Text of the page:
sweenytodd.jpgDreamWorks Home Entertainment
In shops on 1 April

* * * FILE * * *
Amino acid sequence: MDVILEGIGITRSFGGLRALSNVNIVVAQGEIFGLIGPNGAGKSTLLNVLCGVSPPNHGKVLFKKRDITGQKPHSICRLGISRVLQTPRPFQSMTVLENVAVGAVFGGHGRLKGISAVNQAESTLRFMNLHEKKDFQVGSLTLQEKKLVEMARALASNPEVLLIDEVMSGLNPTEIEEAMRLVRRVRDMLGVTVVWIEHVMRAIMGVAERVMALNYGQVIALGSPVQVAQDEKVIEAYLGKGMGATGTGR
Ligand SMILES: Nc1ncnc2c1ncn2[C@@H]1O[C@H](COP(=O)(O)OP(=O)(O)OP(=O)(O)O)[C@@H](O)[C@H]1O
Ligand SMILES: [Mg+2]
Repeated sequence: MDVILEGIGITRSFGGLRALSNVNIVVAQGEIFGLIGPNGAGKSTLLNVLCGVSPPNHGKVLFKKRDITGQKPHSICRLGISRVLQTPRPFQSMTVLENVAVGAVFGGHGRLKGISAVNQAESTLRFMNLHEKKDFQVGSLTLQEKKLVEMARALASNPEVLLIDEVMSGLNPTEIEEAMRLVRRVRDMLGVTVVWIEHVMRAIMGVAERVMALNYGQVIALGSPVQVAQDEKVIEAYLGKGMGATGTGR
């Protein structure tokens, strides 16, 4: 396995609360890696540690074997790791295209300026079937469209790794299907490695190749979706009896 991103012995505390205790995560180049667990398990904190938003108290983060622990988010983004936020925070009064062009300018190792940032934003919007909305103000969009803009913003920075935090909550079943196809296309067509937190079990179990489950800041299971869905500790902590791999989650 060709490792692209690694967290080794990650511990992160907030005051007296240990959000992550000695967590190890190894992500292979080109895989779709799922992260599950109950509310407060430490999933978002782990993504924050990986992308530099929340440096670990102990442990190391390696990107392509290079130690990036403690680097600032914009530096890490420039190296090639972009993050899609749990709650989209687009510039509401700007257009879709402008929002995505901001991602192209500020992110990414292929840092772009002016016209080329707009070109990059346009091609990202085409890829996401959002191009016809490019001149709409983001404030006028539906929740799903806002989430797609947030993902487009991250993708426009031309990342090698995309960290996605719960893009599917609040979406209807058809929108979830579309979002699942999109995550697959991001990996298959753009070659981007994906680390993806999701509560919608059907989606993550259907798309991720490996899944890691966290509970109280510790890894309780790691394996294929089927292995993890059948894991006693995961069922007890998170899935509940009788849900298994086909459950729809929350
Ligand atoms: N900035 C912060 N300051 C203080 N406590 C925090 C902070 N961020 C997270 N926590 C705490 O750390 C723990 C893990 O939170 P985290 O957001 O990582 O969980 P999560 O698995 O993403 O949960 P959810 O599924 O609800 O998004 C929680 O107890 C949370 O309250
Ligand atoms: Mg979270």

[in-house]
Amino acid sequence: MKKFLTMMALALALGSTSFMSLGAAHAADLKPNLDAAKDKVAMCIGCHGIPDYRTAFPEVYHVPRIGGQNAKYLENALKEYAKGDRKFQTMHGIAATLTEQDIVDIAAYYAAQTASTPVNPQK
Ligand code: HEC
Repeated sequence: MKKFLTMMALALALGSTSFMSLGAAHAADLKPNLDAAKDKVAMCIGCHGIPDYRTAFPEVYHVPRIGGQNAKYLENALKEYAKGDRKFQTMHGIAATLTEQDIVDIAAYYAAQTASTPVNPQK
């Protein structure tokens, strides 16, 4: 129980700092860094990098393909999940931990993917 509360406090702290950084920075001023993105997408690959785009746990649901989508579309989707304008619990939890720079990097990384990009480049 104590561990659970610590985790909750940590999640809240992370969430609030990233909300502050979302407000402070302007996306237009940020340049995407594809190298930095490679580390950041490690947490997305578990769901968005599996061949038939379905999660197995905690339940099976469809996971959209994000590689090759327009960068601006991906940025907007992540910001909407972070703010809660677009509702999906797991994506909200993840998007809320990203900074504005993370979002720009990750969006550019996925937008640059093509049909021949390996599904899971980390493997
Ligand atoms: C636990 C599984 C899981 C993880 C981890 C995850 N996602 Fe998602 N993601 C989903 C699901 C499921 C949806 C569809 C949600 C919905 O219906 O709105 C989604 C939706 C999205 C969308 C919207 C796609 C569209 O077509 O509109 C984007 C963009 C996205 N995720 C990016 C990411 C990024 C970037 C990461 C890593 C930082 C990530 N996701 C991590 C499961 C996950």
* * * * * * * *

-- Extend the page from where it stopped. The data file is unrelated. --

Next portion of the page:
If you have not already indulged in Tim Burton’s “Sweeney Todd,” then you should know that you are in for a visual feast that only this combination of talents can bring to the screen.  Johnny Depp, Stephen Sondheim’s masochistic score and a killer production design create a visceral and engaging film.  Adapting this exquisite musical (regardless of the creative team doing the interpretation) is a huge undertaking.  Sure, the material is so rich and juicy that it begs to be a moving picture, but the music that has become so loved by theatre crowds around the world, is so epic and sweeping that the screen almost confines it.  Perhaps the operatic tone needs to fill concert halls and theatres.  If you’ve never heard the New York Philharmonic’s 2000 recording of the show (starring George Hearn, Patti LuPone, Audra McDonald and Neil Patrick Harris), then you don’t quite know the power of the show and the story from which it is based.  For my money (and I didn’t even see the Philharmonic staging, but only have the CDs), there is no better telling out there.  The vocals of that cast paint more pictures and evoke more feelings of yearning and fear than any film could muster.  And yet, this is Tim Burton here.  Tim Burton is one of the world’s best – and coolest – directors.  It’s a remarkable film: dark and gory and funny and just as much fun as the penny dreadful that was the early source material for later adaptations.  When you see this Oscar-winning art direction, the amazing costumes from Colleen Atwood, you will be mesmerized.  On the two-disc edition, there’s also some great features on the transition from musical to film (featuring Sondheim), the history of this character in literature and plays, and the making of the film.  Just as tasty as a meat pie.